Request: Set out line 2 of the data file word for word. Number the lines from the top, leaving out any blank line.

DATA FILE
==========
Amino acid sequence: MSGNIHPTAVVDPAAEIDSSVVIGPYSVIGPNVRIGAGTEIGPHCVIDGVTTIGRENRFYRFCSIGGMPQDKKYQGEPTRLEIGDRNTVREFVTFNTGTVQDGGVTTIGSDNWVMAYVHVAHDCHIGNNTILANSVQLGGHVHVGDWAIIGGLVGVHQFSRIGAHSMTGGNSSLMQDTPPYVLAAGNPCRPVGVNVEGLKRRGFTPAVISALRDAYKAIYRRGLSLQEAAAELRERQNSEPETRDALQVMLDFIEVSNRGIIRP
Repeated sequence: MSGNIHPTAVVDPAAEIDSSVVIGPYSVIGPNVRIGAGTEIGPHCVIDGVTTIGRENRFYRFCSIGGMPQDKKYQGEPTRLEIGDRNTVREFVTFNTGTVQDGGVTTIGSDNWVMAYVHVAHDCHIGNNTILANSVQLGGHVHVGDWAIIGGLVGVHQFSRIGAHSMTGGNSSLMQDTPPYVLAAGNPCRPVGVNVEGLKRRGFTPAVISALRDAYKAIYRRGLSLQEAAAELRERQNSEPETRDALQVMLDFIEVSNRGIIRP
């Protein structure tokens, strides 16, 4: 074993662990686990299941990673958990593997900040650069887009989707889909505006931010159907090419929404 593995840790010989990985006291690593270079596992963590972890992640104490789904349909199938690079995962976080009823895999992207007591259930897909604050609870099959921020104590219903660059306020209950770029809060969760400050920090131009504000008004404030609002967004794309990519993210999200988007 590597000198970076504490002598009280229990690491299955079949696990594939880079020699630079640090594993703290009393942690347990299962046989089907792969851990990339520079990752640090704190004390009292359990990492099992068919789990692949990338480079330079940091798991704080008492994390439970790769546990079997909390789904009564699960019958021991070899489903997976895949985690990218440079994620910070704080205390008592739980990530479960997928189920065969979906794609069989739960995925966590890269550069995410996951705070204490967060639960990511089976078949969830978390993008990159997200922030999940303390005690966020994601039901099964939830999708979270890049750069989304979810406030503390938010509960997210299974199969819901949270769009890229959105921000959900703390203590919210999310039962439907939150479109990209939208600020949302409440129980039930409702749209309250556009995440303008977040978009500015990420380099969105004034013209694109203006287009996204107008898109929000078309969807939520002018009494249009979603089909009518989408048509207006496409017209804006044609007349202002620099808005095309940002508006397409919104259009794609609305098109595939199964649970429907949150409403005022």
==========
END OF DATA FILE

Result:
Repeated sequence: MSGNIHPTAVVDPAAEIDSSVVIGPYSVIGPNVRIGAGTEIGPHCVIDGVTTIGRENRFYRFCSIGGMPQDKKYQGEPTRLEIGDRNTVREFVTFNTGTVQDGGVTTIGSDNWVMAYVHVAHDCHIGNNTILANSVQLGGHVHVGDWAIIGGLVGVHQFSRIGAHSMTGGNSSLMQDTPPYVLAAGNPCRPVGVNVEGLKRRGFTPAVISALRDAYKAIYRRGLSLQEAAAELRERQNSEPETRDALQVMLDFIEVSNRGIIRP